Some films seem tailored to become obscure gems, hiding away in the cracks of genre niches, shielded by language and/or country barriers. You usually run into them by chance or by taking a rare gamble. Tetsuichiro Tsuta's Iya Monogatari: Oku no Hito [The Tale of Iya] is such a film. It's far from an easy recommend and it's sure to be a frustrating experience for unsuspecting victims, but if you happen to be part of its target audience it's nearly impossible not to succumb to its charm.
The Tale of Iya is part drama, part mystery (with a tiny blip of eco-scifi thrown in for good measure). But it doesn't really try to blend these different elements into a cohesive whole. Instead the first 100 minutes are pretty straight-forward drama cinema, only to turn into a complex, unsettling and slightly dazzling mystery during its final hour. Usually I'm not a big fan of 120+ minute films, but the length really adds something to the impact of the thematic twist here.
The first part is a rather grim, rural Japanese drama following Kudo, a Tokyo resident moving back to the countryside. Fed up with the stress of city life, he aspires a more tranquil existence. He ends up in Iya, a secluded and small mountain village which is having some trouble of its own. Young people are moving away and the construction of the tunnel that is needed to improve transit between the town and the outside world is held up by demonstrators.
High up the mountain lives Haruna with her guardian, on old man who once rescued her from a crashed car. Kudo befriends the duo and Haruna teaches him how to survive in the harsh mountain setting. But life on the mountain is tough and once winter settles in both Kudo and the old man are having a difficult time surviving the barren circumstances. From there on out, things start to get a little weirder as the narrative trails off in an entirely new direction.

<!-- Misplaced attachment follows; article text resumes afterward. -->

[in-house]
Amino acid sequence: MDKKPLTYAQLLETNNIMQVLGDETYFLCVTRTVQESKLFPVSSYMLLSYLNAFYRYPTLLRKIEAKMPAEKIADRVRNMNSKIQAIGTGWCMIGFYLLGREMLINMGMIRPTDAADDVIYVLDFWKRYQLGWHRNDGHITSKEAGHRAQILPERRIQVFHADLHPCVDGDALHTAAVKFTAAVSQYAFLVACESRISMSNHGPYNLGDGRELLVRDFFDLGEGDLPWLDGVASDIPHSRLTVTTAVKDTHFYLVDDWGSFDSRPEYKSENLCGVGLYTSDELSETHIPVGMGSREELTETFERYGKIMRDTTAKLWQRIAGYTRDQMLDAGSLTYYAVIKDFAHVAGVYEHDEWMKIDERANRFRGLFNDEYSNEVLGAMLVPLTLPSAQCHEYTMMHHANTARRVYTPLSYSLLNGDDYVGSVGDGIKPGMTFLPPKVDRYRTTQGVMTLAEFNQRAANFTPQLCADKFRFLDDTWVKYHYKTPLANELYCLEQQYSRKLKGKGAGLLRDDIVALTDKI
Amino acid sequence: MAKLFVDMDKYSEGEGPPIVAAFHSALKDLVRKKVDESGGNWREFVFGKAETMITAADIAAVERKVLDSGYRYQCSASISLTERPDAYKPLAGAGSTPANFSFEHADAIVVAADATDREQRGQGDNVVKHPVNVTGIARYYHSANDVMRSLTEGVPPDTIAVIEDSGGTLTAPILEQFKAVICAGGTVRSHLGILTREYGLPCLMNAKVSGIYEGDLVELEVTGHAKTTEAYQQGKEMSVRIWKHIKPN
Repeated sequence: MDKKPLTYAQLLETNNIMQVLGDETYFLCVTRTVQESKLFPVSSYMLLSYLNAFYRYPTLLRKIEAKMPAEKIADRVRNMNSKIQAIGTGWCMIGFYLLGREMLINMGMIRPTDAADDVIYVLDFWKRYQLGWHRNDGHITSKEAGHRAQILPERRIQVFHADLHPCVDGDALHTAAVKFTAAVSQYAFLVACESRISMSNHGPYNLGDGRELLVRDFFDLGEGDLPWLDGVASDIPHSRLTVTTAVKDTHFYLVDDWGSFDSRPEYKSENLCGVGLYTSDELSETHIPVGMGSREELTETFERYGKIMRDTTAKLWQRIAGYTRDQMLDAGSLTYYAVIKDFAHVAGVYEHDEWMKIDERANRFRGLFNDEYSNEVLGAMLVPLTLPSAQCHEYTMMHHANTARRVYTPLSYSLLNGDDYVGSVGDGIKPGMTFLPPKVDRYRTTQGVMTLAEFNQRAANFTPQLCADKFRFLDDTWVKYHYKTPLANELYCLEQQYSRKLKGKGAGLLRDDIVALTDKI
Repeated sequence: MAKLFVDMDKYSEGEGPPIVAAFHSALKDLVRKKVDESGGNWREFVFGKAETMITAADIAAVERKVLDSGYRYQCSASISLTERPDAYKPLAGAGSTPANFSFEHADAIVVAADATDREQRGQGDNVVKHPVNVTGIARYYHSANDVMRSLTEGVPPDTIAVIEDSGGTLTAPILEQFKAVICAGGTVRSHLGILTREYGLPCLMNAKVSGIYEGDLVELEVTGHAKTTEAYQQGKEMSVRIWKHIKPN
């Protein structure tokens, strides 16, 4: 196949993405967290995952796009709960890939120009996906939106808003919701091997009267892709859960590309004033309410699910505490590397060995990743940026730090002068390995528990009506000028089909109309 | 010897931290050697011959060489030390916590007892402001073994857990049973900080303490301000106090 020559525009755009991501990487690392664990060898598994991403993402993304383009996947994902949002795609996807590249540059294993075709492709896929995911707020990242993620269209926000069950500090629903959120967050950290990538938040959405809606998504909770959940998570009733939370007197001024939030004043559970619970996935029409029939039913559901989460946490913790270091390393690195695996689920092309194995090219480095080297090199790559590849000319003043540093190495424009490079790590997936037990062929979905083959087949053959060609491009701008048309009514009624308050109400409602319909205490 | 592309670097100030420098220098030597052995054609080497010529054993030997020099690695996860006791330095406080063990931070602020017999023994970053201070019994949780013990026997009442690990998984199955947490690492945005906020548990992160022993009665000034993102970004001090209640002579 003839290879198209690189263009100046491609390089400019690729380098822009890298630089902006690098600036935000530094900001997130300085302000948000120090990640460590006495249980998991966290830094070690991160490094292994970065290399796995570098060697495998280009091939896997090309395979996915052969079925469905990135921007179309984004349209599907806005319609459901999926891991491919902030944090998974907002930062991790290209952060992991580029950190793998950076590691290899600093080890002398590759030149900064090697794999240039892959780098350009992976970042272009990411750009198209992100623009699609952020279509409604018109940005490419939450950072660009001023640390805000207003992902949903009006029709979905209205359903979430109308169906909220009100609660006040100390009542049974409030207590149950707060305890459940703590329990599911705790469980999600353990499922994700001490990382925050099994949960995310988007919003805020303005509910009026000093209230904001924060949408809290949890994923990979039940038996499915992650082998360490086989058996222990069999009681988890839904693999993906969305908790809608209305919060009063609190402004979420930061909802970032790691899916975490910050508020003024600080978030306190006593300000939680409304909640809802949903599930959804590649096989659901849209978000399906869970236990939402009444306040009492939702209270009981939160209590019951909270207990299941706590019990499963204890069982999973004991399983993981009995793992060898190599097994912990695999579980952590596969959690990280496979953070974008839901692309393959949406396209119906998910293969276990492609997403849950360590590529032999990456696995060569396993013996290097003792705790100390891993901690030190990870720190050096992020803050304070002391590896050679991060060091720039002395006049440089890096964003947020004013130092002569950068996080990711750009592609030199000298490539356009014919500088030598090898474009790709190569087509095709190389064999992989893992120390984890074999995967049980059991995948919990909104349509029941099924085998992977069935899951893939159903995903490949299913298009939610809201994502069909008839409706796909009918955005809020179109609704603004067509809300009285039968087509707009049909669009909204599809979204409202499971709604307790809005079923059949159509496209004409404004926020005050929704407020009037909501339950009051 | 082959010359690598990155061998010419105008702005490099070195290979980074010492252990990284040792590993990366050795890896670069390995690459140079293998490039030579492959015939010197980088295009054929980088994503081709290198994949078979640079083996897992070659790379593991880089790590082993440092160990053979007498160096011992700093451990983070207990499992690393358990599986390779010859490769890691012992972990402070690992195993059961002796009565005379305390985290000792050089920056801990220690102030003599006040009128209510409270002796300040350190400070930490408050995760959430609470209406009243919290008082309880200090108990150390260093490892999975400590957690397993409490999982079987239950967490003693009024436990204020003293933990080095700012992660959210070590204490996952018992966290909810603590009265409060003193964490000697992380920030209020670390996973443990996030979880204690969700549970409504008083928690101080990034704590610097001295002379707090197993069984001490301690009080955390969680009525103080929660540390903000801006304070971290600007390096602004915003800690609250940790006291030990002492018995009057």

With a setting like this it's hard to shoot ugly material, but The Tale of Iya's beauty exceeds the pure, natural attraction of the mountains. Cinematographer Yutaka Aoki turns Iya into an almost otherworldly place, a mystical alternate reality that seems almost untouched by modern life. I did find the indoor scenes to be a little too murky though. I'm sure Aoki prided himself on using natural light only, but a bit more contrast inside would've been nice. Still, most of the film is spent outside and there are some truly inspiring shots to be enjoyed.
The soundtrack is a little less adventurous. The music remains respectfully in the background, the little music there is is mostly of the lone piano variety. The rest of the soundtrack is filled with ambient sounds that evoke that typical mountain atmosphere. It's known to work for a film like this and sure enough, the soundtrack is an asset. It's just not as remarkable or defining as other aspects of the film.
The acting on the other hand is well above par. Shima Ohnishi (a late Koji Wakamatsu regular) is great as Kudo and Min Tanaka puts in a great performance as the old man. But it's Rina Takeda who makes for the biggest surprise. Mostly known for her parts in cheesier genre flicks (High-Kick Girl! and Dead Sushi, to name two famous ones), she excels as Haruna and inject in just the right amounts of mystery and drama into her character. As a little bonus, arthouse fans should watch out for an extended Naomi Kawase cameo.
The first part of the film is spent exclusively in Iya, focusing on a limited set of characters while also giving a broader view of the little mountain community. I feel Tsuta meandered a bit too much at certain points, for example spending too much time in a local wood mill. But these are just a handful of scenes in an otherwise strong drama. I suspect most people will have more trouble with the sudden switch in atmosphere, when Tsuta relocates his film to Tokyo halfway through. From then on the narrative becomes a little blurrier, with little or no explanations given.
The Tale of Iya is a film that comes with a built-in audience. Unless you're specifically scouting for obscure arthouse films or you're drowning yourself in Japanese cinema, chances are you'll never hear of this one again. But if you like a fresh challenge and you think you can handle the narrative loose ends and the crude switch in styles halfway through, The Tale of Iya is a little gem that begs to be discovered. Let's just hope it isn't Tsuta's swan song.